The use of protein supplements by bodybuilders, sportsmen, and fitness fanatics has grown significantly. As a result, several protein supplements are on the market, including powders, bars, and shakes. They are promoted as an easy and efficient approach to increase muscle building, support weight loss, and enhance general health.
Although protein supplements have several advantages, knowing any possible negative effects is essential. Using protein supplements in excess or without consulting a doctor can negatively affect your body and general health, just like taking any other supplement or prescription.
Before including protein supplements in your fitness diet, you should be informed of potential adverse effects, from digestive problems to nutritional shortages.
- Digestive issues
According to the National Library of Medicine, US, using protein supplements might result in digestive problems such as gas, bloating, and stomach cramps. This occurs in a few instances where people may have trouble digesting big amounts of protein, especially if they ingest it quickly.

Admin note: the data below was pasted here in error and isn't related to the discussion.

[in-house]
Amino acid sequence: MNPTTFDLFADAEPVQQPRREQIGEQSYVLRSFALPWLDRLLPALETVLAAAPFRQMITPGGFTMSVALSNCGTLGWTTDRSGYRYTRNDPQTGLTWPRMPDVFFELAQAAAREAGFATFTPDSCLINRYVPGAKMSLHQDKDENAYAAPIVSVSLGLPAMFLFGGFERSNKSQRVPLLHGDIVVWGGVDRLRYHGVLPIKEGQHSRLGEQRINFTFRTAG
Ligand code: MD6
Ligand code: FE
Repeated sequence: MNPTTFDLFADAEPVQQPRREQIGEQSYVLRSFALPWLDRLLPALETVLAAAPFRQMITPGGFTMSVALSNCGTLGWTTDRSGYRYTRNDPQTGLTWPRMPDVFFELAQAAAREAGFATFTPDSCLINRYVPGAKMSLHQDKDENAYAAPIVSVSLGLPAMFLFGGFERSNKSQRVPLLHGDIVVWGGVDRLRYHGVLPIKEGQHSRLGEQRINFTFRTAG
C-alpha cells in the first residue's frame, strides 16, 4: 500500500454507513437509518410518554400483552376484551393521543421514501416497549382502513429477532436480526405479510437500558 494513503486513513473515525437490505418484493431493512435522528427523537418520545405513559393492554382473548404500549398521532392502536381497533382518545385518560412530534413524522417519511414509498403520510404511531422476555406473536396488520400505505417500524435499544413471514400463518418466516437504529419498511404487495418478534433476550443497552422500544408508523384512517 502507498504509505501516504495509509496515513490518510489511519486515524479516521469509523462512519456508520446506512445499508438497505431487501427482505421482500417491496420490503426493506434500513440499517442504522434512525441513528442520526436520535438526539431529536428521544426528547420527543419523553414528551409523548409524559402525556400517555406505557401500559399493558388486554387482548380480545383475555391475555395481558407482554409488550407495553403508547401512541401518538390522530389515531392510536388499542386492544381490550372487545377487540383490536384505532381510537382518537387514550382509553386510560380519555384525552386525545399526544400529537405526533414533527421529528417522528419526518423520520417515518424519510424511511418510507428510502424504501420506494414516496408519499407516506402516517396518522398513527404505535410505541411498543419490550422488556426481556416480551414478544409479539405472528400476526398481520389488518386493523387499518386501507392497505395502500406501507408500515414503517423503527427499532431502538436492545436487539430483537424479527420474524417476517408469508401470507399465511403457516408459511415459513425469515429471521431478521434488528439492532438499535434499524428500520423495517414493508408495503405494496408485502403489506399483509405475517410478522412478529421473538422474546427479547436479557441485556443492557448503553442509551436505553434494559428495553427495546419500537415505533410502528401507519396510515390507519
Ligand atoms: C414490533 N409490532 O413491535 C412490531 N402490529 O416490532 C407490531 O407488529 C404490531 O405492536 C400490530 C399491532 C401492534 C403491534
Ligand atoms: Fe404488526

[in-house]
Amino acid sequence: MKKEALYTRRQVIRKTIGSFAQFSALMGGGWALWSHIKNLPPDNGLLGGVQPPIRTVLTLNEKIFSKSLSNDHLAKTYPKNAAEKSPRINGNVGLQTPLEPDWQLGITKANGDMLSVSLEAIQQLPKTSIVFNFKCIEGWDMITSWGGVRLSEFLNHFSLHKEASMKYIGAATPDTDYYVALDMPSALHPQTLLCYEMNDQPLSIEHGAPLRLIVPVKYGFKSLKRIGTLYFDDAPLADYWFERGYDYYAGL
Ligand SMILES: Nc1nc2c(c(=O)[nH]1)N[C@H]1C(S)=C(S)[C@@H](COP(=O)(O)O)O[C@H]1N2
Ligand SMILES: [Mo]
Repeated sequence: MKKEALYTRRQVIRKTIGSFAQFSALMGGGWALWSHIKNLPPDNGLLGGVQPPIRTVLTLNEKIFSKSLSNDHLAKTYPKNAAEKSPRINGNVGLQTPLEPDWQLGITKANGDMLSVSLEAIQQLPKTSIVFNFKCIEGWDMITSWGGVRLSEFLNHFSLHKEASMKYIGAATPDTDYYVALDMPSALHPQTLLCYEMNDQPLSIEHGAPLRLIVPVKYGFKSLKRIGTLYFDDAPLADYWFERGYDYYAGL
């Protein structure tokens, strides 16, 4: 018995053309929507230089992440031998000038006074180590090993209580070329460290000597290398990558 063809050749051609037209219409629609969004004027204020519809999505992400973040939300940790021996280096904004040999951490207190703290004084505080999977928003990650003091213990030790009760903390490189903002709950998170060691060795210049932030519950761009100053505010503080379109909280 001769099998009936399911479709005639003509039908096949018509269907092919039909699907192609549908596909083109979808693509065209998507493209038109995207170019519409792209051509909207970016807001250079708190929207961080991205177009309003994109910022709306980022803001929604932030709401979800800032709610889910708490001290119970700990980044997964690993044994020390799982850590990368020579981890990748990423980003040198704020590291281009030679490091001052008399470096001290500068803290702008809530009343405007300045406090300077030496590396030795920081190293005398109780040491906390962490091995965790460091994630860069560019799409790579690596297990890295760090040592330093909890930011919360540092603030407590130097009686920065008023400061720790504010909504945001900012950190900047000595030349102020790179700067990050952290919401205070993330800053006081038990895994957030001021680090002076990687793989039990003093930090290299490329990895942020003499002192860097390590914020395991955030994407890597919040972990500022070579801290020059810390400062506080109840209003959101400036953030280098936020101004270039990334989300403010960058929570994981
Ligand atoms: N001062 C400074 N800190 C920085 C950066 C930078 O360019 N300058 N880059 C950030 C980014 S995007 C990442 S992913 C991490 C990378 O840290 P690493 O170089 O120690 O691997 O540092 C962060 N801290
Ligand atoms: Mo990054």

According to earlier research, eating a lot of protein might cause dehydration because the body needs more water to break down protein. This can be problematic for athletes who often perspire when working out because they risk losing more electrolytes and fluids.
- Kidney damage
If people consume too much protein, their kidneys may experience pressure, potentially resulting in kidney disease. Therefore, those with kidney issues or who consume a lot of protein should pay particular attention to this.
- Bone loss
Some studies have suggested that eating a lot of protein may raise the risk of osteoporosis and bone loss. According to experts, eating a lot of protein may increase urine calcium excretion and a negative calcium balance. The bones could suffer as a result of this.
- Weight gain
While protein supplements can aid in increasing muscle mass, they can also cause weight gain if taken in excess since extra protein is stored as fat.
- Nutrient deficiencies
Supplements high in protein may lack other vital nutrients like vitamins and minerals. According to the National Library of Medicine, using protein supplements instead of whole foods over time may result in vitamin shortages.